August 1944 to November 1951

Letter from Telva Burkhead

Dear Mrs. Buxton,

I don't know if I owe you a letter, or if you owe me one, but have had you on my mind the last few days so strongly. Just had to write you.

I know you might not appreciate this letter as it won't contain the good news you have been expecting so long.

Please don't feel I am rude for telling you there is no hopes for Jack - I wrote Mrs. Babini and told her everything. I felt that she would want to know the truth and have almost regretted writing the letter ever since, as she hasn't answered. I am wondering if I did the right thing - I postponed writing to you but after thinking it over, decided to.

As you know, I went to see Leo Stevens. He told we girls everything - the good along with the bad. I wanted to know everything.

He said the boys few over - they left Lincoln, Nebraska and went to Presque Isle, Maine (stayed over nite), from here to Newfoundland (stayed over nite), from here to Iceland (over nite) and from iceland to Wales (over nite), then to England then to Ireland, then back to Norwich, England where they received their permanent A.P.O. (558)

It was their 2nd mission. Their first mission was on the 14th of August. It was an easy mission over Southern France. They had no opposition. Dean Hinckley didn't fly with them that day. Leo said a Major and Jack were at the controls.

Their second mission was the fatal one. As you know, it was over Magdeburg, Germany (most fortified city in Germany). They dropped their bombs and was 15 miles on their way home when hit by anti-aircraft fire. They were flying at 23,000 feet. When hit, the bomb bay doors were knocked off. Not a very bad hit - what I mean is - not too bad. Leo said the concussion was so great it knocked his oxygen mask loose from his face.

He talked like he was the only one that was hit by flak. As you know, his kneecap was shot off. Buxton gave him orders to jump (Jack was the last one of the crew he talked to.) Leo said everything happened in a second's notice. He said Dean and Jack were getting ready to follow him - Leo jumped - from there we have to guess the rest. I don't know what happened unless Jack and Dean thought maybe they could ride her down and the rest of the crew "stuck" with them. John Lowell was operating waist gun, Babini was operating waist gun and Robinson was operating upper turret gun. These were the only changes made.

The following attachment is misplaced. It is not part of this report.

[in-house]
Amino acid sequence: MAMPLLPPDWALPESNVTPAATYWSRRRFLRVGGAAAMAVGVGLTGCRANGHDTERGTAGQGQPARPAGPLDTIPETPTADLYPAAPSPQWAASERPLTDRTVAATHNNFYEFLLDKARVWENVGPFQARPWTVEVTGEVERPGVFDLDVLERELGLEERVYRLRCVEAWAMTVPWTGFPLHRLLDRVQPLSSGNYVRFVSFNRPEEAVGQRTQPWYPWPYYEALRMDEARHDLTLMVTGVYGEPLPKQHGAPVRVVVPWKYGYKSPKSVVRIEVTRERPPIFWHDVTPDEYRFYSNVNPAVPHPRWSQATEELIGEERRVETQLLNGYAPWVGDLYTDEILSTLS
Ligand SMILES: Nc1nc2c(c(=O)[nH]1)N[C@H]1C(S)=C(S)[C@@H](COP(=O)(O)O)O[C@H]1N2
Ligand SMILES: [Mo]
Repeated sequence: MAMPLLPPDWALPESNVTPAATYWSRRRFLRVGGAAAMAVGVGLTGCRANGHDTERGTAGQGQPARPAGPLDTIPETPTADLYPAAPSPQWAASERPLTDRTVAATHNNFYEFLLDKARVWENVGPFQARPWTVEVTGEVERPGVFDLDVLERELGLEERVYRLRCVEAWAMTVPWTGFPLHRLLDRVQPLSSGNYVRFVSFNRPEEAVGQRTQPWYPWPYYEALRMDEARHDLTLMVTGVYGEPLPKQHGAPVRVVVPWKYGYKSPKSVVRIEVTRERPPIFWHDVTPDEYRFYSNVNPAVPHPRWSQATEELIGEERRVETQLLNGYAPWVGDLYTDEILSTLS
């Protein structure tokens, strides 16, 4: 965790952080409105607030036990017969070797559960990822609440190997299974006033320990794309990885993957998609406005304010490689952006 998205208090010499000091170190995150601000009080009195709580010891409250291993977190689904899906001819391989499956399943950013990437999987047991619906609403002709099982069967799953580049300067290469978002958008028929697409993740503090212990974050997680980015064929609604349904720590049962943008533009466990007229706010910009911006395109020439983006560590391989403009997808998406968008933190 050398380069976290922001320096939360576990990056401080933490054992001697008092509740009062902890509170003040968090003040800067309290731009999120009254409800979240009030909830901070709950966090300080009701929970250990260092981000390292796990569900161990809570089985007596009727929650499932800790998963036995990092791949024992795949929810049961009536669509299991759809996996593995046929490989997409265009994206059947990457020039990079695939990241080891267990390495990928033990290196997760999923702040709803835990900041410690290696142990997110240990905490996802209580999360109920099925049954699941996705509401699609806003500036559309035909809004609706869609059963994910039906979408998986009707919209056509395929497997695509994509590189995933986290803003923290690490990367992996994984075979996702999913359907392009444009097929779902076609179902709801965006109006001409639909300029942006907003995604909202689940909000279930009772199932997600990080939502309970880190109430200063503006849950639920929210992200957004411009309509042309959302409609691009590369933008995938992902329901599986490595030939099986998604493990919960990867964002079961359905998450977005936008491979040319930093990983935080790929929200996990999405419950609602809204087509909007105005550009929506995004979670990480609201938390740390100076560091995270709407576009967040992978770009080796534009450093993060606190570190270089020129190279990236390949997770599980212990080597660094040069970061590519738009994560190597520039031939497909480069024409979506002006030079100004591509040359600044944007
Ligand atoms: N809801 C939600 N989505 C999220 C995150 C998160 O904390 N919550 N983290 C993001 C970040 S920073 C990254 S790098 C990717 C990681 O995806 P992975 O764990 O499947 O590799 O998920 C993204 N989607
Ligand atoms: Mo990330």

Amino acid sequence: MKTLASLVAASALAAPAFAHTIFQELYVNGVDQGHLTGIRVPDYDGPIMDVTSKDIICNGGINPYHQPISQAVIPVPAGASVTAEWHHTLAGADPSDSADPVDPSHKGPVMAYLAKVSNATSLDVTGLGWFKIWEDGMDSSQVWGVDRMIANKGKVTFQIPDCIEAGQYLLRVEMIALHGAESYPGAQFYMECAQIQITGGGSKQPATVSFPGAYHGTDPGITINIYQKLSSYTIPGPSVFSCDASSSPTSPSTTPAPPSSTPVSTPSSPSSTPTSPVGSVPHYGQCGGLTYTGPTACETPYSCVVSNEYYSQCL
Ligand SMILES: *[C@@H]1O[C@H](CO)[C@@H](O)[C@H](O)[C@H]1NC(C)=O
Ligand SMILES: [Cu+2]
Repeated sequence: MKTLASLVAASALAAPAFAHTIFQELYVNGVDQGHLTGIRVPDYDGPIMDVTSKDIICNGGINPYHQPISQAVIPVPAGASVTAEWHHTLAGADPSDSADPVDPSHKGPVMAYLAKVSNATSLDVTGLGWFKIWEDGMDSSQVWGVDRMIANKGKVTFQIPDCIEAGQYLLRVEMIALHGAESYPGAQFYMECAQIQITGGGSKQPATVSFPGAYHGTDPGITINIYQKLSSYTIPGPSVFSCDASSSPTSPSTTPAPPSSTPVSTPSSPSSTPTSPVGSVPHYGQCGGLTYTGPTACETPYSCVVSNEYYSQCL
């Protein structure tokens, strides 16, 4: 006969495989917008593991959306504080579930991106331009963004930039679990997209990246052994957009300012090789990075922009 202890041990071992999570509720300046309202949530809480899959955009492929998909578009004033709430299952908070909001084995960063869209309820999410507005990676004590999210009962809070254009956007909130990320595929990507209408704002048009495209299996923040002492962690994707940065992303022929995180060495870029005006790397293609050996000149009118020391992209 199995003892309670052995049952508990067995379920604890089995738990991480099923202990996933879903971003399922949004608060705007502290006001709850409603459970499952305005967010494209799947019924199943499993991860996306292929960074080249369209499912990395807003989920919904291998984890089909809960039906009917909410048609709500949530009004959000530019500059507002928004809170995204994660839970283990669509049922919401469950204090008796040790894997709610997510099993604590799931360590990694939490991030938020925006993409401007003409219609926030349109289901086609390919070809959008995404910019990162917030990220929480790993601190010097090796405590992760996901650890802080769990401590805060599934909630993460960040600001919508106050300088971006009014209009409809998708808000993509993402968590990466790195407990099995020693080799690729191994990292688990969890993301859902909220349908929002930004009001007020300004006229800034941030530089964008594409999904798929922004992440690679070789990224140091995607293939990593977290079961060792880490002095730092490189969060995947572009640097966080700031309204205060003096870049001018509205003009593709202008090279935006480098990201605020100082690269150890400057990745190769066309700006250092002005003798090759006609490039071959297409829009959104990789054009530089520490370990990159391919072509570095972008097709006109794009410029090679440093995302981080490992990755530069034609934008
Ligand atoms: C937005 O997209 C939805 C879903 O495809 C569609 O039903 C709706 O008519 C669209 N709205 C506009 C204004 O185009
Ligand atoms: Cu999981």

After Leo jumped he watched our plane. He said it descended to ground like a falling leaf from a tree. Said it hit the ground, burst into flames and then exploded. We asked him was he sure it was our plane and he said positive - no one of the crew survived but him. He said the German's were waiting for him. He said the Germans couldn't get near the plane for the intense heat of the fire and the rounds of machine bullets began to explode.

I asked him about the formation and he said it was a V-Shape formation of about 600 bombers and that their bomber was semi-lead.

I also asked him why Babini and Buxton were just reported missing and he said, "They probably were like me, not wearing their dog tags."

You see, this hasn't been an easy letter to write. I wish there was something I could say. I have prayed constantly that Louis and Jack could have been with the underground. I made myself believe that - so you see this has been a shock to me too. God help us thru this saddest hour of our lives.

Kathleen Hinckley came home from Minn. with me. She stayed two weeks. Am so glad she came as being together helped us so much.

Write me when you feel up to it.

Telva Burkhead

p.s. If you get May's issue of 1944 Reader's Digest and read article, "War Below Zero," you will read an article pertaining to our crew.